Wizards

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Boundary-pushing adult animator Ralph Bakshi’s (Fritz the Cat, Heavy Traffic) first foray into fantasy is, in true Bakshi style, a dark, strange, psychedelic wonder. Set in a post-apocalyptic world of elves, fairies, and mutant monsters, it charts the struggle between two warring wizard brothers—one good, one evil (naturally)—for control of the Earth.

“A unique animated fantasy unlike anything else you’ll see from this era.” – Kevin Carr, 7M Pictures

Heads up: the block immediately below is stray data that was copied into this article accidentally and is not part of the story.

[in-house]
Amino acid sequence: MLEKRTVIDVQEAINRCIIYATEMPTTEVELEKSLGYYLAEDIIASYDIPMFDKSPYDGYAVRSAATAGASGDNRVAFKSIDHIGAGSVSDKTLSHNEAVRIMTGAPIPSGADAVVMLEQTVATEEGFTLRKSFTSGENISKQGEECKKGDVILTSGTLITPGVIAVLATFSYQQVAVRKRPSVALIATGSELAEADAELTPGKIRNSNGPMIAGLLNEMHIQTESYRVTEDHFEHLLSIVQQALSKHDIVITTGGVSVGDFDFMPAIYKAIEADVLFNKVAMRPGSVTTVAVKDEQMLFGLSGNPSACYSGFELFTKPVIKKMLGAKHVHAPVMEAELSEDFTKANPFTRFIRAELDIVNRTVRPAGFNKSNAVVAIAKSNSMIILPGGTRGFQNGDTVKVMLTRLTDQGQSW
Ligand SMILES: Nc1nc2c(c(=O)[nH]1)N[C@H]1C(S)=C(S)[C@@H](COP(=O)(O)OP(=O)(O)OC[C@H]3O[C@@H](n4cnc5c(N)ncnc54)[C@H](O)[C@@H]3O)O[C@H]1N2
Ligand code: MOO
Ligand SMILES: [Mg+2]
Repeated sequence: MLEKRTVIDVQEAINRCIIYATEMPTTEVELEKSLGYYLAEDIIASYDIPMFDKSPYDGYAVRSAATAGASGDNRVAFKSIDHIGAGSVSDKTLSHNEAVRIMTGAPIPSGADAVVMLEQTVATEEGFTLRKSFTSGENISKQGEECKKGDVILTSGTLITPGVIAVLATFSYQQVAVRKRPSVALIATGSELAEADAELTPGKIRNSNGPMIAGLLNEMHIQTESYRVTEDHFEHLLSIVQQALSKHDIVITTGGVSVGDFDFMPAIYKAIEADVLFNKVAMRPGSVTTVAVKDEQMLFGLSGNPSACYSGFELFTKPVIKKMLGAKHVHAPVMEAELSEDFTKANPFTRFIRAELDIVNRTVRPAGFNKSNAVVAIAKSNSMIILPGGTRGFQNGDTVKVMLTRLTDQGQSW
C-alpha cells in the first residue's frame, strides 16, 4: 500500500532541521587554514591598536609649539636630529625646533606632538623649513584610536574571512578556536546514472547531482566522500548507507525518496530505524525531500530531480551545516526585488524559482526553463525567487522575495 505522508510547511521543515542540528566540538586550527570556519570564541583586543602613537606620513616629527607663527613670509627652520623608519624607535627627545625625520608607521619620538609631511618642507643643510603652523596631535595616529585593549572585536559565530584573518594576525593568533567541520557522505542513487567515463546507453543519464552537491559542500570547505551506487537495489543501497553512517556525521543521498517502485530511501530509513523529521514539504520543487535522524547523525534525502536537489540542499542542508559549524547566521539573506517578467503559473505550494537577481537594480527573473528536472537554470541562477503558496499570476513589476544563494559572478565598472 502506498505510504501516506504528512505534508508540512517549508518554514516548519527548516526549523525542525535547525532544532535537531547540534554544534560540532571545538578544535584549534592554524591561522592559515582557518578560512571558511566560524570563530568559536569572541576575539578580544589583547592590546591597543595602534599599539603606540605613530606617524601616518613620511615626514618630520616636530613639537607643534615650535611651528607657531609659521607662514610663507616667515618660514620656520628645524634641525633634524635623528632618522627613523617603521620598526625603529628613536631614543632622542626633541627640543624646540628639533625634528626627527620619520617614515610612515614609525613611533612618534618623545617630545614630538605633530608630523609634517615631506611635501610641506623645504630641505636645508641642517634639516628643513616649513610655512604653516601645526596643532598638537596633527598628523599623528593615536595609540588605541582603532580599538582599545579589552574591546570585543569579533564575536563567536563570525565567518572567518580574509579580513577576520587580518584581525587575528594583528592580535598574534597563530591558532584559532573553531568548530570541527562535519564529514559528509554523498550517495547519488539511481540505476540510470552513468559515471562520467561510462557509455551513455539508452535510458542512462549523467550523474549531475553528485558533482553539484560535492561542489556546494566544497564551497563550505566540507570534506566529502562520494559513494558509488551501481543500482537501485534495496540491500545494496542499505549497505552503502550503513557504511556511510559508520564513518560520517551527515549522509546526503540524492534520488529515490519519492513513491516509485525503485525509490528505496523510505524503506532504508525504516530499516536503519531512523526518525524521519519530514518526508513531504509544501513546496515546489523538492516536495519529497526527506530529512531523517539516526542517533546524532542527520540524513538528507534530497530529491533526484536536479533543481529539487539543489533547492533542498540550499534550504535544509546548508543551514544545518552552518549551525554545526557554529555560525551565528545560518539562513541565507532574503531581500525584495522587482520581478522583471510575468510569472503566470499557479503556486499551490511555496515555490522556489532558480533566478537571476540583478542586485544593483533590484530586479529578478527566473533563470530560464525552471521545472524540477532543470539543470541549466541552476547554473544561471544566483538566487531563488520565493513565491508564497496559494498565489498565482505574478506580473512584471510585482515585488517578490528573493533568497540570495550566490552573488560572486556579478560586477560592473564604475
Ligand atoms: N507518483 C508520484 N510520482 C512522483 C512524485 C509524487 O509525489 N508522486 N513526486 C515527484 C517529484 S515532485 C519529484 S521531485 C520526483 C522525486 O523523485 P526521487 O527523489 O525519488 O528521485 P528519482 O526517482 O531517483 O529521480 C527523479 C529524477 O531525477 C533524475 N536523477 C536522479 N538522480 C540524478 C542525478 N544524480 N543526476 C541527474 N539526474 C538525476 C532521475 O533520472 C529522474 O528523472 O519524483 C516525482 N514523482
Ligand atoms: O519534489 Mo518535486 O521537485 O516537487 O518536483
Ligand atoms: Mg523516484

Bakshi’s cracked, counterculture worldview courses through every frame of this strange, unsettling, and often bonkers film, while the thorny, disturbing themes—the horrors of war, nuclear annihilation, Nazism—stand in marked contrast to the film’s not-necessarily-for-kids PG rating. Gorgeously realized using a mixture of live action, hand drawn animation and rotoscoping techniques, Wizards is a truly original, mind-blowing vision, paving the way for Bakshi’s next film, a 1979 animated version of Lord of the Rings. Released in 1977, just a few months before Star Wars changed the sci-fi/fantasy landscape forever, Wizards also features the vocal talents of Luke Skywalker himself, Mark Hamill, who provided the voice of Sean, the leader of the fairies (in between filming scenes for Star Wars), at the suggestion of longtime Bakshi fanatic, George Lucas. (Dir. by Ralph Bakshi, 1977, USA, 80 mins, Rated PG)